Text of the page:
PGA Tour stars Tiger Woods and Phil Mickelson were a natural choice for “The Match: Champions for Charity” being played Sunday. There are others ahead of them in the current rankings, but it’s hard to argue with their name recognition and the number of people who tune in to televised events just because they’re playing.
Quarterbacks Tom Brady and Peyton Manning, who’ll partner with Mickelson and Woods, respectively, were brought into the event for much the same reason. Each has a reputation as being a solid golfer, so they aren’t likely to embarrass themselves – at least not too much. But if Woods and Mickelson wanted super-serious celebrity partners from the sports world, there were better NFL choices.
Tiger Woods and Phil Mickelson plus two QBs
Golf fans know the accomplishments of Tiger Woods and Phil Mickelson by heart, beginning with their combined 20 championships in the four majors. Tom Brady and Peyton Manning won’t be matching them shot for shot at Medalist Golf Club in Hobe Sound, Florida, but their credentials are solid.
Golf Digest pegs Manning’s handicap at 6.1, making him better than five out of six players on the links, and Brady’s at 8.1. As sound as their games are, the legendary quarterbacks aren’t even necessarily the most competitive quarterbacks available.
Among active players, Ben Roethlisberger of the Pittsburgh Steelers is reputed to be close to a scratch golfer and Drew Brees of the New Orleans Saints carries a three handicap. Aaron Rodgers of the Green Bay Packers is in the same range as Brady.
Tony Romo is proof that retires QBs can play golf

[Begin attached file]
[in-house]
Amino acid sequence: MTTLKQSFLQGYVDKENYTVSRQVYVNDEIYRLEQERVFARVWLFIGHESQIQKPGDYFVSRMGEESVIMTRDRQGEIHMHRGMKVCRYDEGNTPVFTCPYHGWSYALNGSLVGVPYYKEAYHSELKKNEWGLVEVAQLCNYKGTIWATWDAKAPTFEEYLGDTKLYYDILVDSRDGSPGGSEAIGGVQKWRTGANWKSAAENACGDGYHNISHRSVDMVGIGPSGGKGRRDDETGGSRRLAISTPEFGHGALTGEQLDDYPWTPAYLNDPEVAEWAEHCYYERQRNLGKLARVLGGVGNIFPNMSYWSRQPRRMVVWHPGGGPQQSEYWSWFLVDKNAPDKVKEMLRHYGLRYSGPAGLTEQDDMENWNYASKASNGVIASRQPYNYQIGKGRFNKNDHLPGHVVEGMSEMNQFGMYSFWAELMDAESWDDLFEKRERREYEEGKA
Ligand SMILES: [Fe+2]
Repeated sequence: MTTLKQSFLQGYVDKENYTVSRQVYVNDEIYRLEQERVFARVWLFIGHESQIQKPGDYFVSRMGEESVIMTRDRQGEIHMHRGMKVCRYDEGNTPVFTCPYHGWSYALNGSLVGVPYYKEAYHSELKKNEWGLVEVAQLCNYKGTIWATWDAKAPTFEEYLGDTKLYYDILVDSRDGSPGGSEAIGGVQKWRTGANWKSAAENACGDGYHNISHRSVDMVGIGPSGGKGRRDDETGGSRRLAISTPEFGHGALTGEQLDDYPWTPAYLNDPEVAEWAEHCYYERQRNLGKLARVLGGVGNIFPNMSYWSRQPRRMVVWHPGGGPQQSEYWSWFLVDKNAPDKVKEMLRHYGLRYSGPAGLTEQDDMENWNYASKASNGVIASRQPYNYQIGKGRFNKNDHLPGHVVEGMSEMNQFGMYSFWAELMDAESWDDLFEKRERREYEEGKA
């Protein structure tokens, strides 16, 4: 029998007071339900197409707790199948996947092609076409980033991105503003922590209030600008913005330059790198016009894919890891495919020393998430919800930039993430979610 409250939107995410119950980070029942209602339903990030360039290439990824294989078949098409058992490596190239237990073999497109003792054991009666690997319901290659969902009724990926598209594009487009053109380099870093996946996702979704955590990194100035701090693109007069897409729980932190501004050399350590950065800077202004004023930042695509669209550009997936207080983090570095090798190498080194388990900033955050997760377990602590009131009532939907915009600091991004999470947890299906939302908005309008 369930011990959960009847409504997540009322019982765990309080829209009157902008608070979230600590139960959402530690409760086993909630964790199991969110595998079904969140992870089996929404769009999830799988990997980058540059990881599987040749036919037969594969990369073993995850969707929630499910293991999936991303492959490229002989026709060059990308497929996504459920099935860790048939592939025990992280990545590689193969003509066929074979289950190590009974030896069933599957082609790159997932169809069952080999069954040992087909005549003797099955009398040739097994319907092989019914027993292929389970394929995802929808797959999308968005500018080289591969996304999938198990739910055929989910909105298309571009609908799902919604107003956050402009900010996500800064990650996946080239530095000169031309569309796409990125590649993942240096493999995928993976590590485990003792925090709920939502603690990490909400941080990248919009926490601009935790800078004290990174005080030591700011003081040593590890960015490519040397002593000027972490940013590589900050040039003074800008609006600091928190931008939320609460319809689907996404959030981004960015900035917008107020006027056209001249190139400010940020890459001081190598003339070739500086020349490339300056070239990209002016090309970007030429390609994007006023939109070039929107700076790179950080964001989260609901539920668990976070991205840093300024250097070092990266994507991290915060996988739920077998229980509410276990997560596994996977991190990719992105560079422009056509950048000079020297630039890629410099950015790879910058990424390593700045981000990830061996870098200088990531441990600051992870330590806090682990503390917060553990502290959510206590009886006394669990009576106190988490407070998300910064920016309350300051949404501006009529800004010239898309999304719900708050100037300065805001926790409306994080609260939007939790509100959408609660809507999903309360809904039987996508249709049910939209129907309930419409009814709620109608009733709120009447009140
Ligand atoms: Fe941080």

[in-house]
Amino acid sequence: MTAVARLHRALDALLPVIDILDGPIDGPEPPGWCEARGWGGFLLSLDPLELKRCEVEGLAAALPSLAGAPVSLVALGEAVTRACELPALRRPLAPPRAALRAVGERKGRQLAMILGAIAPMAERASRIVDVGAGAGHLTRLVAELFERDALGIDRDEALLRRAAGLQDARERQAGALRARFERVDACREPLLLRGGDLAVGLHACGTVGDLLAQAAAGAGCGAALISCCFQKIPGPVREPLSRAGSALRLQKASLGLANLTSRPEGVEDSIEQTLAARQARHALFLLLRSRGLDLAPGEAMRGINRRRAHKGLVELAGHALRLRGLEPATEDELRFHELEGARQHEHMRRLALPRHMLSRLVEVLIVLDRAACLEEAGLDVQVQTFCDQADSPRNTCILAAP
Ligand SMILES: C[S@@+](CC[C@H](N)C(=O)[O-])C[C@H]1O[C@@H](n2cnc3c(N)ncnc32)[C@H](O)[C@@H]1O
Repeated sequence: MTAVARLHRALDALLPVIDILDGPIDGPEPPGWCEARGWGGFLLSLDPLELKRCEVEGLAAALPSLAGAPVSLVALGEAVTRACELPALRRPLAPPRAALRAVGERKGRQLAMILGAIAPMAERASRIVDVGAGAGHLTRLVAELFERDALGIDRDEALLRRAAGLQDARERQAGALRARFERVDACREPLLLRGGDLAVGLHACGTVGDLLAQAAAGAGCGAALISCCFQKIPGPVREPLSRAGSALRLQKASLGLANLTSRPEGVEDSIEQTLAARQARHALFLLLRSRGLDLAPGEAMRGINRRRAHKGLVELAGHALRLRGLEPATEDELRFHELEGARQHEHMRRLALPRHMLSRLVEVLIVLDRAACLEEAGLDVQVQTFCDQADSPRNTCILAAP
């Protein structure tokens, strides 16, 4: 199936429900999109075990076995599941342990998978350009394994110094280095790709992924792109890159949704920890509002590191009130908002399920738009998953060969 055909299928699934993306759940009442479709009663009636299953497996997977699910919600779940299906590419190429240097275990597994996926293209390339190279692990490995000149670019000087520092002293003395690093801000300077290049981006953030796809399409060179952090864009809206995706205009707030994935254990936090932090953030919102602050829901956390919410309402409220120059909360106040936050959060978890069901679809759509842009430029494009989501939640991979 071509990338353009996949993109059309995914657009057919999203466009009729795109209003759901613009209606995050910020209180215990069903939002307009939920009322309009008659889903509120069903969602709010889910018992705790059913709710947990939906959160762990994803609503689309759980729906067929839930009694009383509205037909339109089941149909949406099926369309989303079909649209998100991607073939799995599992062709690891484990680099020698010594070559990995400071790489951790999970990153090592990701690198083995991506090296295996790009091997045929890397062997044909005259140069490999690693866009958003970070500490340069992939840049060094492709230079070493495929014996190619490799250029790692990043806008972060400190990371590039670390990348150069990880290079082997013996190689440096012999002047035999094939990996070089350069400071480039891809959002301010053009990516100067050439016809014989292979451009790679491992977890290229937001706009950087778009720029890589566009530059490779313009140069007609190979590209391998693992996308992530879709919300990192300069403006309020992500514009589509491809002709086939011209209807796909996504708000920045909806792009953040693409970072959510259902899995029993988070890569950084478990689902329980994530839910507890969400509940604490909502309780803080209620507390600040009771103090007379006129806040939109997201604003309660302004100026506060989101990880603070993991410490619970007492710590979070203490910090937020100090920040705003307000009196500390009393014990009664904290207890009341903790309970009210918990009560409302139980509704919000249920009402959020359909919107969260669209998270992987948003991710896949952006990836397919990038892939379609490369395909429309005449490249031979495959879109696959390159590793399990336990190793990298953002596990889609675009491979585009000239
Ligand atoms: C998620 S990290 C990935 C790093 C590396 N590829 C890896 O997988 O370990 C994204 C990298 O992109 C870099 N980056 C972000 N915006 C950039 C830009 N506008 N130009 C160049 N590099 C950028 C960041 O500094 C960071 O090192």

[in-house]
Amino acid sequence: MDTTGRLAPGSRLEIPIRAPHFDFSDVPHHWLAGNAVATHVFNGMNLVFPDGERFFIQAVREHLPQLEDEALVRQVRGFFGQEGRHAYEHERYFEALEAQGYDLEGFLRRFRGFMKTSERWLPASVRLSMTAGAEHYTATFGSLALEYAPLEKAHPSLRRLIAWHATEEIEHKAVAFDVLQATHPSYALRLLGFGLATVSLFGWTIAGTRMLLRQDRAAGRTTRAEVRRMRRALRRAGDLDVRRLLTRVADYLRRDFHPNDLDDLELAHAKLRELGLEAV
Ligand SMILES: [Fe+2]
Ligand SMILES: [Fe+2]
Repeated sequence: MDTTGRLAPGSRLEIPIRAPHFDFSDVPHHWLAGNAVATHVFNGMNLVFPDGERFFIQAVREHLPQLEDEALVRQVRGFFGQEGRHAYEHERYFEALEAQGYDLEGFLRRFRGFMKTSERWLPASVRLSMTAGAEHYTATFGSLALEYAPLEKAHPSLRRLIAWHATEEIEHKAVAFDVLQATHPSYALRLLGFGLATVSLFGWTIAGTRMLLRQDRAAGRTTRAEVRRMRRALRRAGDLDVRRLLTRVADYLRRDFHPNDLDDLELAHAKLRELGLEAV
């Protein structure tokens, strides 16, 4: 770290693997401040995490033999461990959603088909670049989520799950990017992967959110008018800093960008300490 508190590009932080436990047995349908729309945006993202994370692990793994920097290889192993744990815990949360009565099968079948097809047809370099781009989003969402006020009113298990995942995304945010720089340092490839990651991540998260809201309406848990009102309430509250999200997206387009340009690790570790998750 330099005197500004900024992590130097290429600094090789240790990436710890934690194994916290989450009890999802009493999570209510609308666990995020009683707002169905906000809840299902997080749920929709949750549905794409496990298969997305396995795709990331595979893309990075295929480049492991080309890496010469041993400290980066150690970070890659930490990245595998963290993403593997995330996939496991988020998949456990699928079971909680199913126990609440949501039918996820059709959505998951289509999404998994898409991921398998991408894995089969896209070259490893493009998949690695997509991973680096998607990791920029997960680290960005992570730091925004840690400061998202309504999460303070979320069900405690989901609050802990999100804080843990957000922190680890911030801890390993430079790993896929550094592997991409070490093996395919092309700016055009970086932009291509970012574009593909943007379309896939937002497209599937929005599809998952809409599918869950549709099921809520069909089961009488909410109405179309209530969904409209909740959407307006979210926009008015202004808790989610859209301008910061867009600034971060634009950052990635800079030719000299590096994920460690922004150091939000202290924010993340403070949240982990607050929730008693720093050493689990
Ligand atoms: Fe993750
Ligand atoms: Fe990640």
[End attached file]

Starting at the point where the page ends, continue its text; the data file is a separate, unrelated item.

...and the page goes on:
If Peyton Manning was the first retired QB choice by organizers of Sunday’s charity event, then Tony Romo was probably No. 2 on the list. The former Dallas Cowboys star, now the most acclaimed football analyst on television, carries a 0.4 handicap to rate within the top 1% of players.
Romo received sponsor exemptions into the PGA Tour’s Corales Puntacana Resort & Club Championship in 2017 and ’18 and wasn’t competitive against relatively weak fields. He followed up later in 2018 by making it through the first stage of the three-part qualifying school for the Web.com Tour.
Last fall, Romo turned heads at the Safeway Open in Napa, California, with an opening-round 72 while playing on another sponsor exemption. The second round didn’t go as well, but even the pros came away impressed with Romo’s game.
The idea for Sunday’s match isn’t original
Tony Romo wasn’t the only celebrity from another sport playing the Safeway Classic last year, though NBA star Stephen Curry’s participation was limited to teeing it up in the pro-am with Phil Mickelson.
Whereas Mickelson and Tiger Woods had already played a head-to-head match in Las Vegas in November 2018, ESPN reports that the idea for turning the rematch into a pairs showdown may have come at the Safeway Classic. Mickelson, Curry, and Romo kicked the idea around long before the actual match this weekend got put together.
The event would have been nearly impossible to pull together without a charitable cause to play for and an opening in the official PGA Tour calendar. Sure enough, the coronavirus pandemic created the opportunity.